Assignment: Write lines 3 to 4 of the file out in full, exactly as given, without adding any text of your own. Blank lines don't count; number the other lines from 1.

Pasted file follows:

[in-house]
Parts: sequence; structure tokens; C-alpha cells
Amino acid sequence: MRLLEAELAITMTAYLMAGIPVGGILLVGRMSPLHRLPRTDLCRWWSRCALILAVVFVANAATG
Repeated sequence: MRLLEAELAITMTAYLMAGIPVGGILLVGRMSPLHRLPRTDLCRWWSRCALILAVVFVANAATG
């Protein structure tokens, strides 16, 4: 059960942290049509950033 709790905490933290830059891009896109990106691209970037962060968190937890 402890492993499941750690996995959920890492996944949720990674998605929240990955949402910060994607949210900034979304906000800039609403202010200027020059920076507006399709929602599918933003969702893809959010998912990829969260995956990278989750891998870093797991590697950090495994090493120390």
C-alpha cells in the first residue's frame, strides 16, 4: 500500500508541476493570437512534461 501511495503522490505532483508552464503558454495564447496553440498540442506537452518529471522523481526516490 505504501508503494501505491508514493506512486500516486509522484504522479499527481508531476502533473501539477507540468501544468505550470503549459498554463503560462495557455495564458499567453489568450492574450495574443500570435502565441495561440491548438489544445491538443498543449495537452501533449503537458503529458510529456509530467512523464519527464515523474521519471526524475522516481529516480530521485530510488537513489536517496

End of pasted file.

Amino acid sequence: MRLLEAELAITMTAYLMAGIPVGGILLVGRMSPLHRLPRTDLCRWWSRCALILAVVFVANAATG
Repeated sequence: MRLLEAELAITMTAYLMAGIPVGGILLVGRMSPLHRLPRTDLCRWWSRCALILAVVFVANAATG